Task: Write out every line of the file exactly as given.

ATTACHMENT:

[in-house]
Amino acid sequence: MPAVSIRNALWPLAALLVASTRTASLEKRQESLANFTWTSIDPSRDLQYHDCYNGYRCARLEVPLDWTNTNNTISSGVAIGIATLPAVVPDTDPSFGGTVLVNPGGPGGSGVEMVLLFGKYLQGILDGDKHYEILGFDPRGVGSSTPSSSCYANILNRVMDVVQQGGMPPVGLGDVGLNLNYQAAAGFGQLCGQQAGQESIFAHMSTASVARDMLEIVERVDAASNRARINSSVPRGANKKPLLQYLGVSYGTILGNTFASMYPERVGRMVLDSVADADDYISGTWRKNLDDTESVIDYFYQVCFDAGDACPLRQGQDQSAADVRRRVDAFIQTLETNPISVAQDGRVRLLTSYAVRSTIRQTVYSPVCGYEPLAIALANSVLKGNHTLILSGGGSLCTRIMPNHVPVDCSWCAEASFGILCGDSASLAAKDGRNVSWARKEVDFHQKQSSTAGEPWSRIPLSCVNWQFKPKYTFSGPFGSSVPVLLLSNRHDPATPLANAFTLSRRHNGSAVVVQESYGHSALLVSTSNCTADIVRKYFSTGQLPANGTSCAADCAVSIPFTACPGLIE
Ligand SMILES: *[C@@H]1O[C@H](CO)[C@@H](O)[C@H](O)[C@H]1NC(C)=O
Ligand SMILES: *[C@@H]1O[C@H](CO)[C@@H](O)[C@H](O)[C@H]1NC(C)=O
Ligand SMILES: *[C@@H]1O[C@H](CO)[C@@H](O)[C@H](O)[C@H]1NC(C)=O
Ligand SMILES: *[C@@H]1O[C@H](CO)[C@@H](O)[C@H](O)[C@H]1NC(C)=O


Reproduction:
[in-house]
Amino acid sequence: MPAVSIRNALWPLAALLVASTRTASLEKRQESLANFTWTSIDPSRDLQYHDCYNGYRCARLEVPLDWTNTNNTISSGVAIGIATLPAVVPDTDPSFGGTVLVNPGGPGGSGVEMVLLFGKYLQGILDGDKHYEILGFDPRGVGSSTPSSSCYANILNRVMDVVQQGGMPPVGLGDVGLNLNYQAAAGFGQLCGQQAGQESIFAHMSTASVARDMLEIVERVDAASNRARINSSVPRGANKKPLLQYLGVSYGTILGNTFASMYPERVGRMVLDSVADADDYISGTWRKNLDDTESVIDYFYQVCFDAGDACPLRQGQDQSAADVRRRVDAFIQTLETNPISVAQDGRVRLLTSYAVRSTIRQTVYSPVCGYEPLAIALANSVLKGNHTLILSGGGSLCTRIMPNHVPVDCSWCAEASFGILCGDSASLAAKDGRNVSWARKEVDFHQKQSSTAGEPWSRIPLSCVNWQFKPKYTFSGPFGSSVPVLLLSNRHDPATPLANAFTLSRRHNGSAVVVQESYGHSALLVSTSNCTADIVRKYFSTGQLPANGTSCAADCAVSIPFTACPGLIE
Ligand SMILES: *[C@@H]1O[C@H](CO)[C@@H](O)[C@H](O)[C@H]1NC(C)=O
Ligand SMILES: *[C@@H]1O[C@H](CO)[C@@H](O)[C@H](O)[C@H]1NC(C)=O
Ligand SMILES: *[C@@H]1O[C@H](CO)[C@@H](O)[C@H](O)[C@H]1NC(C)=O
Ligand SMILES: *[C@@H]1O[C@H](CO)[C@@H](O)[C@H](O)[C@H]1NC(C)=O